Tuesday, July 16, 2013

Organizational Transparency for Career Development


Organizational Transparency for Career Development

Ideally, career development is based in solid communication between employee and organization. While all career development activities should seek to connect the dots between development and performance, I want to talk a little about how very necessary communication and organizational transparency are to that end.

Providing organizational transparency around what roles are available within the organization, as well as what’s required for those specific positions, really lays the groundwork for employee-organization and employee-employee communication. By and large, people won’t understand what jobs are available or what it takes developmentally to perform a certain role in their organization. If you want to hold on to those employees and help them advance, let them study your organization.

I’ve helped some of our own clients create what we call the Career Matrix, which provides a way for organizations to share what may have previously been very tightly held information about career requirements and what it takes to be successful in a particular job or area of business. This then lets employees educate themselves about those requirements, and express interest for a role they might never before have considered, either because there wasn’t enough information available or they didn’t consider it within their reach – or some mixture of both.

At the same time, you have to let people know the scale of what’s available. If seventeen people want the job of someone who’s been with the organization for 30 years, and which may soon become obsolete, that’s not good for either the organization or those seventeen people.

Let People Talk to Each Other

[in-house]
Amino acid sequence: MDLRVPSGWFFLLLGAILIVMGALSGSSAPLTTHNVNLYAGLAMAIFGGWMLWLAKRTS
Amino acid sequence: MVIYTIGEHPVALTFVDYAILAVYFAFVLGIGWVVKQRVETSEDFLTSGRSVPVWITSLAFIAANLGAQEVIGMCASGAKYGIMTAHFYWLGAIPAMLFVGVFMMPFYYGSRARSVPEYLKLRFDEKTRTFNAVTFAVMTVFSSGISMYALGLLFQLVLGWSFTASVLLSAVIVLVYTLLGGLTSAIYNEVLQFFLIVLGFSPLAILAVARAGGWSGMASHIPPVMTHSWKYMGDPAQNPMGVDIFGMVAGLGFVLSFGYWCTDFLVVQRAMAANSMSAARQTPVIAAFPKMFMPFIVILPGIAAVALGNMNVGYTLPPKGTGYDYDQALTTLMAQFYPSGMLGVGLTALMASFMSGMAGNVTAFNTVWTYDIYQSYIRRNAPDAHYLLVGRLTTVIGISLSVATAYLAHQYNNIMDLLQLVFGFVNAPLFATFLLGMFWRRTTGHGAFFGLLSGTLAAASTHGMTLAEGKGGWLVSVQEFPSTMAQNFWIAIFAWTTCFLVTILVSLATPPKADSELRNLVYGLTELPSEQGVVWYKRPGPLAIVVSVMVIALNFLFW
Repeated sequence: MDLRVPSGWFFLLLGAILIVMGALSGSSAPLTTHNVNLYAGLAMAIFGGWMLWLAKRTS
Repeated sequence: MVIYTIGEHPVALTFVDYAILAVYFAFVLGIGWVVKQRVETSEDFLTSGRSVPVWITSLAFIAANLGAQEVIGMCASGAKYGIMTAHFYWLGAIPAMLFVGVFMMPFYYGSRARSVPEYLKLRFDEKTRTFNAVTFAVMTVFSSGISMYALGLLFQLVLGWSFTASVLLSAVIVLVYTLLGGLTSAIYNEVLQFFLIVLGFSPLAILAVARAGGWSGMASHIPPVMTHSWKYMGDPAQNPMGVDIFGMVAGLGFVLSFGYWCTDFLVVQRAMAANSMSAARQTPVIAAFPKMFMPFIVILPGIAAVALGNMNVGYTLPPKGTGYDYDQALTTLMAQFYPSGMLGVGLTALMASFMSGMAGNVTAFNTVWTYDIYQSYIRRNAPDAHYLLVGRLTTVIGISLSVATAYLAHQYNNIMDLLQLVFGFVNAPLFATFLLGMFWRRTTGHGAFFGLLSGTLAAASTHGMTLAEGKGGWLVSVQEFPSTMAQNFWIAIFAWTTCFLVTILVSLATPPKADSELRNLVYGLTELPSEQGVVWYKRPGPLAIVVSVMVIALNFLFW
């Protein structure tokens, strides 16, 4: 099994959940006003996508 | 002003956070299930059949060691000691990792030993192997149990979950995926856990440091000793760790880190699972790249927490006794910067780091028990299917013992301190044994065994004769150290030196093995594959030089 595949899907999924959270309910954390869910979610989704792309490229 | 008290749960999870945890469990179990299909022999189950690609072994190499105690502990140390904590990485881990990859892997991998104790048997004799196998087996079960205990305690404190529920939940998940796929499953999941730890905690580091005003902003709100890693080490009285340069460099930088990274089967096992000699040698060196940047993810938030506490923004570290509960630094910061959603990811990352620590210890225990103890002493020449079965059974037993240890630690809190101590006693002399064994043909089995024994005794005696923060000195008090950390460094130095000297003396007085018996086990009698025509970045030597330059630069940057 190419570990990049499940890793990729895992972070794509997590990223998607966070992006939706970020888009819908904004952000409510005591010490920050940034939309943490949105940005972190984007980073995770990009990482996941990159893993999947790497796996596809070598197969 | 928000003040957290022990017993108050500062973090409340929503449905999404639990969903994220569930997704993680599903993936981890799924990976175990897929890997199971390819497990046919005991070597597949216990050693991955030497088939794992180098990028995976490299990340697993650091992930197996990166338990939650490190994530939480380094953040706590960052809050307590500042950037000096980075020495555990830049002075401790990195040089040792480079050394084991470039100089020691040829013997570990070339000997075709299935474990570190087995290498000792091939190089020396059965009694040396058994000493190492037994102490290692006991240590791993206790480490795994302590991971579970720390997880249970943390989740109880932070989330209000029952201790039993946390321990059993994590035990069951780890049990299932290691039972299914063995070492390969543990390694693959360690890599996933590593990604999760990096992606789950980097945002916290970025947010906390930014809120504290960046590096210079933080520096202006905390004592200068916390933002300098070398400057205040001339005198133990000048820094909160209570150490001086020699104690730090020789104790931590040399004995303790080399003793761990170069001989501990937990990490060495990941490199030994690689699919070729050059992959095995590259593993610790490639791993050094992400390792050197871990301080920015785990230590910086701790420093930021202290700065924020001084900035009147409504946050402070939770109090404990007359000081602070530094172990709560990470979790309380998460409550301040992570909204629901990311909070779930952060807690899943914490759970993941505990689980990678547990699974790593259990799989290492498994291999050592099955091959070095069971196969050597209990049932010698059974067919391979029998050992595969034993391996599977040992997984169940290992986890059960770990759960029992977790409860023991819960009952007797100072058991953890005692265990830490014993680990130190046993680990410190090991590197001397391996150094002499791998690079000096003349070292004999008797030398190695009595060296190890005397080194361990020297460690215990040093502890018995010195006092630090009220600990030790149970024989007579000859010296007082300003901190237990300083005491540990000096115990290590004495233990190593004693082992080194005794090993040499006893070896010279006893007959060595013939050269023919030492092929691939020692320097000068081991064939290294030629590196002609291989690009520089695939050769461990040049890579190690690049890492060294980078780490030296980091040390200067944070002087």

The next step to organizational transparency is networking. You have to a) teach people how to network, and b) provide a space conducive to networking. This is where your intranet or social media needs to come into play. Not too long ago, traditional networking took a lot of time. Today, you can chat via an intranet, or even Skype or LinkedIn – if you can find the people you want to connect with, and if you can access them. This ties back into the necessity of transparency. If employees are to be able to chart their own career paths, they need to be able to see not only organizational structures and positions, but also each other.

You can even take going organizationally transparent one step further and use career development software that integrates with social media to manage your career development initiative, allowing employees to stream and track their activities and create opportunities within the organization in one place.

Allowing for networking and employee-employee communication is actually a big part of the Career Matrix and organizational transparency. It’s one thing to provide a Career Matrix that lays out the skill sets and competencies necessary for a person to qualify for a specific job, but it’s entirely another to provide them with the resources to access people who know about that job and can possibly help them reach it.

So what do you do after you've gone transparent? Read more in our article "3 Career Path Questions to Help Your Employees Answer."


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